Where Have All the Streaming Risk-Takers and Innovators Gone?
An industry that was once thrilling, groundbreaking, and revolutionary has now become commoditized and ordinary. Is this the cost of progress?
Once upon a time, the online video sector was made up of the eccentrics. The disaffected ones. The rebels. The independents. The innovators.
Now, we are surrounded by the accountants, the lawyers, the regulators, and the paperwork.
Our work has increased in volume, but decreased in impact.
Sitting in our black box, tapping a single red “work” button, nowadays we feed our families but not our minds.
Having sworn in our youth to tear down walls, we now find ourselves producing the very cement that binds them together.
Those torn up PC shells no longer litter our floors, having been replaced with the bright blue of a couple of glowing LED charger lights and just a few tiny white machines that do everything through a Web.config page or voice command— without ever needing to know which way to turn a screwdriver to avoid stripping a screw.
The finger-cutting and soldered satisfaction of making two things do the seemingly impossible and actually function in the way you want them do has been replaced with GitHub and a sense of being late to the party.
Apps such as Periscope and Meerkat replace an entire workflow that once created countless exciting, skilled, and complex jobs for news-gathering teams and webcasters alike; all are now doomed to be replaced by a Twitter plug-in. Have we, the webcasters, been disintermediated in our own manor by a simple app? Yes, as much as the VOD industry was wrong-footed when Google underwrote the independent YouTube and when iTunes and Spotify undercut physical distribution of music.
With every sign that scalability for massive live online audiences can be met now, or at least very soon, it would appear that even 24/7 live and linear broadcasting can be delivered successfully online, ultimately sounding the death knell of the “traditional broadcast” model (albeit some years away) as henceforth, all technology stacks can converge on IP.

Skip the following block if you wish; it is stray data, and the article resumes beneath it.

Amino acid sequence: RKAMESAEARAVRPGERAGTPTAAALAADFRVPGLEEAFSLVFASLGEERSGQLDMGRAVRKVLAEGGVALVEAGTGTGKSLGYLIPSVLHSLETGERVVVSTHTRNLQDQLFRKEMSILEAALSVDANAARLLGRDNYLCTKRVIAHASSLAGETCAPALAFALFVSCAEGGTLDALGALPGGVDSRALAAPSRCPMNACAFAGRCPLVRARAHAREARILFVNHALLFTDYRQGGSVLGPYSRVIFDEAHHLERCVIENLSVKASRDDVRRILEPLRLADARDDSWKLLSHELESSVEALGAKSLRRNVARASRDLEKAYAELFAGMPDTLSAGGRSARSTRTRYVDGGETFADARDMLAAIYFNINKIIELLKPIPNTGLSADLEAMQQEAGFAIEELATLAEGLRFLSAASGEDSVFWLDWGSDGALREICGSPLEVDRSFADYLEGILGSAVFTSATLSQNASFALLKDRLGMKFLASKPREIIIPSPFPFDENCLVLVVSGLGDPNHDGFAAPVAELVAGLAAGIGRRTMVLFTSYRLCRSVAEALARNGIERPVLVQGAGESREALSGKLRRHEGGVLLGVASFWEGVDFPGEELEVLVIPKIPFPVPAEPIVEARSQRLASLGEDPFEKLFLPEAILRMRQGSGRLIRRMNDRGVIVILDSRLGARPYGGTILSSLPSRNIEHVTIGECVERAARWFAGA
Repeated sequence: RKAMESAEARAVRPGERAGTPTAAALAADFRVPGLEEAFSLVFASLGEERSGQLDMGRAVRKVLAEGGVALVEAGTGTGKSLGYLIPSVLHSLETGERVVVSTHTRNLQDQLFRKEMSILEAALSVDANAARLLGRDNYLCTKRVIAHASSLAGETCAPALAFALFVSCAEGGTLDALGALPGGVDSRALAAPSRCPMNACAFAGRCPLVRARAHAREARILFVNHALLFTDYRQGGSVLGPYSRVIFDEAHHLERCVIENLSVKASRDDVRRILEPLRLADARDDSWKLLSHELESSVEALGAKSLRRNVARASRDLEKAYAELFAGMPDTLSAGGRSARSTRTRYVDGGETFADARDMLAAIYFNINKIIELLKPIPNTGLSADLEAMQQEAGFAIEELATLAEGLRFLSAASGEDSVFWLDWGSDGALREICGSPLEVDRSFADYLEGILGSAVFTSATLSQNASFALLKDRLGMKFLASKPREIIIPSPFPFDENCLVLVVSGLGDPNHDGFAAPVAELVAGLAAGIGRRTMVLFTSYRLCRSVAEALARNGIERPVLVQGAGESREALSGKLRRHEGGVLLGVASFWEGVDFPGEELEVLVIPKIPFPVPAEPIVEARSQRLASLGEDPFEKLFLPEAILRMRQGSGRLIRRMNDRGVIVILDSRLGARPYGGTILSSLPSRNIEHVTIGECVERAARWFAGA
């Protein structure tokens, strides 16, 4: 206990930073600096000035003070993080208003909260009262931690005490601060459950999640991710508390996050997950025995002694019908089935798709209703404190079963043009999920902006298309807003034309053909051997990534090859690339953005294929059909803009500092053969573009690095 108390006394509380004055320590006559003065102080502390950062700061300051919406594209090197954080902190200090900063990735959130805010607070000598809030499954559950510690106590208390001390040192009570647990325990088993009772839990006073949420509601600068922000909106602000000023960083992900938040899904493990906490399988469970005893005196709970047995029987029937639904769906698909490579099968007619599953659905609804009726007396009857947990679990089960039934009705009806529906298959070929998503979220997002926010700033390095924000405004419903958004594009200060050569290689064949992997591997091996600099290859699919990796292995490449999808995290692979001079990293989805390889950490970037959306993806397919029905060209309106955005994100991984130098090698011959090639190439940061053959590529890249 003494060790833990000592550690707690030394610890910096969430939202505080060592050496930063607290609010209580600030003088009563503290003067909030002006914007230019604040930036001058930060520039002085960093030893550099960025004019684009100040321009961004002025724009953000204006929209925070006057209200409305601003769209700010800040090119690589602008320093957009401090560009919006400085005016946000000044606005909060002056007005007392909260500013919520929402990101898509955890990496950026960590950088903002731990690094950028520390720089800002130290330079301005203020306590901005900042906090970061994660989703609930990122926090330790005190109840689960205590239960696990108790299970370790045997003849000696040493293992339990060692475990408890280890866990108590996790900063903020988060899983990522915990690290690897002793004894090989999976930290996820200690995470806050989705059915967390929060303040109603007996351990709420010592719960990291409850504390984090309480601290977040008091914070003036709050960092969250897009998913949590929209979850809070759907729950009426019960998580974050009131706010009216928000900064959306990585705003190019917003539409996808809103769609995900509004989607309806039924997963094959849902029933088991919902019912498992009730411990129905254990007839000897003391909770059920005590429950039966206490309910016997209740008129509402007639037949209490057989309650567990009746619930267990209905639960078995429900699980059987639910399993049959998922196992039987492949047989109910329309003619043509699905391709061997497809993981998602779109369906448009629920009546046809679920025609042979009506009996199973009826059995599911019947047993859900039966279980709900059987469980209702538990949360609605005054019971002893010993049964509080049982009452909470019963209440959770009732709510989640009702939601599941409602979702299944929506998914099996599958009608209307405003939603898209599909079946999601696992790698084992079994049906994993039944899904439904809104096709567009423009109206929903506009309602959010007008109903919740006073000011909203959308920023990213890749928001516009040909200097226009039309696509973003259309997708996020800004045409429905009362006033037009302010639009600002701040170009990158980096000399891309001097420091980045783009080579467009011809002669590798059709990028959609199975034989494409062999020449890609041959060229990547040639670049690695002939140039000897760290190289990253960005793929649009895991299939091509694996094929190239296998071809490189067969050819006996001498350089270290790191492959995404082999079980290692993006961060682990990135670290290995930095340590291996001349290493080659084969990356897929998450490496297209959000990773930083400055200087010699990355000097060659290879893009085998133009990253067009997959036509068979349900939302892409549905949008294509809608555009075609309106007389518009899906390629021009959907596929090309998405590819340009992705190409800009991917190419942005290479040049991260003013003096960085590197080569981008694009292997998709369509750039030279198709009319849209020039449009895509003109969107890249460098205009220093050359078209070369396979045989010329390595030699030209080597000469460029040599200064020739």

Today, the real innovation seems threadbare: We hear rumours about (but can’t get hold of) new compression technologies. We see build-and-they-will-come strategies with higher and higher definition resolutions. And we have to nod interestedly when our distribution network reduces its time-to-first-byte latency by an inconsequential amount.
So I ask again: Where is all the innovation?
Some years ago, every week brought a striking “new” technology model or tool that would spur furious debate online. Virtual nosebleeds were given over codecs and coffee, focusing on the merits of one paradigm versus another. The sparring would produce thrusting proofs; online streams were hailed for quality, or dissed for being sloppy ...
... and now ...
Now what exactly?
Now we open our phone on the walk home and sink into listening to exactly what we feel like—be it live or recorded—or even start a video call with others that will cost nothing, a call that 20 years ago was a technical impossibility without hiring a team of production engineers with a webcaster among them.
Have we just become normalized to our own industry? Has streaming been sublimated into our collective sense of the ordinary? Should we be surprised that now everyone knows what streaming is? It’s in the bus stops, on the supermarket shelves, almost literally everywhere.
Has streaming become so totally commoditized that there is no longer any great challenge in trying to improve it? It seems that all there is left to do is simply use it.
I feel compelled to try to break it again.
This article appears in the Summer 2015 issue of Streaming Media European Edition as "Where Have All the Risk-Takers Gone?”
Online access could look greatly different in the near future. No industry is too big to fail, and that includes today's biggest telecommunications companies.